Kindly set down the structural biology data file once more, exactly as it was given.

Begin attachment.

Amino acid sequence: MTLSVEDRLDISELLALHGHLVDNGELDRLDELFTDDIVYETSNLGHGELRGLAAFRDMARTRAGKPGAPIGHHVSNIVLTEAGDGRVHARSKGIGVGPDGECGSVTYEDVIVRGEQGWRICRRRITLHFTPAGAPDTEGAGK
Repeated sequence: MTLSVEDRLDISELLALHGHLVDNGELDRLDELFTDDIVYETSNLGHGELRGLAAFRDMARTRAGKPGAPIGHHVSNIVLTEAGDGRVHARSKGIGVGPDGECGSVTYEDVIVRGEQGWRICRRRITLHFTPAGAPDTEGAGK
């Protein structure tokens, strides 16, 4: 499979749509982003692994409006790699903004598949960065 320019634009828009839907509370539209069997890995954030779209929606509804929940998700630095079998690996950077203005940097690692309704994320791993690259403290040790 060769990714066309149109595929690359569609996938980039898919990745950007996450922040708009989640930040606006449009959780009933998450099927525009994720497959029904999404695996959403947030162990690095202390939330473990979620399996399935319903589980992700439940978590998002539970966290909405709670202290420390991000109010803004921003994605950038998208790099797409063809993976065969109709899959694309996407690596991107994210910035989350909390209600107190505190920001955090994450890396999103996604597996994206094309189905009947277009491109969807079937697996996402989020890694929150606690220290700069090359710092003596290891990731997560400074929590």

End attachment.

Amino acid sequence: MTLSVEDRLDISELLALHGHLVDNGELDRLDELFTDDIVYETSNLGHGELRGLAAFRDMARTRAGKPGAPIGHHVSNIVLTEAGDGRVHARSKGIGVGPDGECGSVTYEDVIVRGEQGWRICRRRITLHFTPAGAPDTEGAGK
Repeated sequence: MTLSVEDRLDISELLALHGHLVDNGELDRLDELFTDDIVYETSNLGHGELRGLAAFRDMARTRAGKPGAPIGHHVSNIVLTEAGDGRVHARSKGIGVGPDGECGSVTYEDVIVRGEQGWRICRRRITLHFTPAGAPDTEGAGK
């Protein structure tokens, strides 16, 4: 499979749509982003692994409006790699903004598949960065 320019634009828009839907509370539209069997890995954030779209929606509804929940998700630095079998690996950077203005940097690692309704994320791993690259403290040790 060769990714066309149109595929690359569609996938980039898919990745950007996450922040708009989640930040606006449009959780009933998450099927525009994720497959029904999404695996959403947030162990690095202390939330473990979620399996399935319903589980992700439940978590998002539970966290909405709670202290420390991000109010803004921003994605950038998208790099797409063809993976065969109709899959694309996407690596991107994210910035989350909390209600107190505190920001955090994450890396999103996604597996994206094309189905009947277009491109969807079937697996996402989020890694929150606690220290700069090359710092003596290891990731997560400074929590």